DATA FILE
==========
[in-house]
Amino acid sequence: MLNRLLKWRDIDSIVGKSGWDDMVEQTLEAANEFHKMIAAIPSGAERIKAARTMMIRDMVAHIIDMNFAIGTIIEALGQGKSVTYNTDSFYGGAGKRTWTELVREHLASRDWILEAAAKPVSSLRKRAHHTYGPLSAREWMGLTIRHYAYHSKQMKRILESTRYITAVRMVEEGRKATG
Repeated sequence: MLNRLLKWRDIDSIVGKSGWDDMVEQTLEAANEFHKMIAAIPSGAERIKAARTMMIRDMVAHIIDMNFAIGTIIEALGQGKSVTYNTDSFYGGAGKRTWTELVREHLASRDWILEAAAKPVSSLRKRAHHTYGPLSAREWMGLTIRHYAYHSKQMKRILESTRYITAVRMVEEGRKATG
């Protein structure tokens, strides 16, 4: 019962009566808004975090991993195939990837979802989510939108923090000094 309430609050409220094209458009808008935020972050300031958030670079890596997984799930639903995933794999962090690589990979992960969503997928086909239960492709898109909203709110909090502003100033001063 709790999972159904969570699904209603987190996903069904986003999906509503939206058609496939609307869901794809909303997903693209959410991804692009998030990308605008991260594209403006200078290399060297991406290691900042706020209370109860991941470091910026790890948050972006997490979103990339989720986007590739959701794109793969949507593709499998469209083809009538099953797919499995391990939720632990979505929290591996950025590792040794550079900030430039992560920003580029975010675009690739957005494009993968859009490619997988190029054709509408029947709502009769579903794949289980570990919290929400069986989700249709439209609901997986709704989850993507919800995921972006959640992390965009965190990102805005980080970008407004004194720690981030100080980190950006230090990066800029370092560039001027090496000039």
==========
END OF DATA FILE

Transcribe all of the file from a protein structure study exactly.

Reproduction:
[in-house]
Amino acid sequence: MLNRLLKWRDIDSIVGKSGWDDMVEQTLEAANEFHKMIAAIPSGAERIKAARTMMIRDMVAHIIDMNFAIGTIIEALGQGKSVTYNTDSFYGGAGKRTWTELVREHLASRDWILEAAAKPVSSLRKRAHHTYGPLSAREWMGLTIRHYAYHSKQMKRILESTRYITAVRMVEEGRKATG
Repeated sequence: MLNRLLKWRDIDSIVGKSGWDDMVEQTLEAANEFHKMIAAIPSGAERIKAARTMMIRDMVAHIIDMNFAIGTIIEALGQGKSVTYNTDSFYGGAGKRTWTELVREHLASRDWILEAAAKPVSSLRKRAHHTYGPLSAREWMGLTIRHYAYHSKQMKRILESTRYITAVRMVEEGRKATG
């Protein structure tokens, strides 16, 4: 019962009566808004975090991993195939990837979802989510939108923090000094 309430609050409220094209458009808008935020972050300031958030670079890596997984799930639903995933794999962090690589990979992960969503997928086909239960492709898109909203709110909090502003100033001063 709790999972159904969570699904209603987190996903069904986003999906509503939206058609496939609307869901794809909303997903693209959410991804692009998030990308605008991260594209403006200078290399060297991406290691900042706020209370109860991941470091910026790890948050972006997490979103990339989720986007590739959701794109793969949507593709499998469209083809009538099953797919499995391990939720632990979505929290591996950025590792040794550079900030430039992560920003580029975010675009690739957005494009993968859009490619997988190029054709509408029947709502009769579903794949289980570990919290929400069986989700249709439209609901997986709704989850993507919800995921972006959640992390965009965190990102805005980080970008407004004194720690981030100080980190950006230090990066800029370092560039001027090496000039």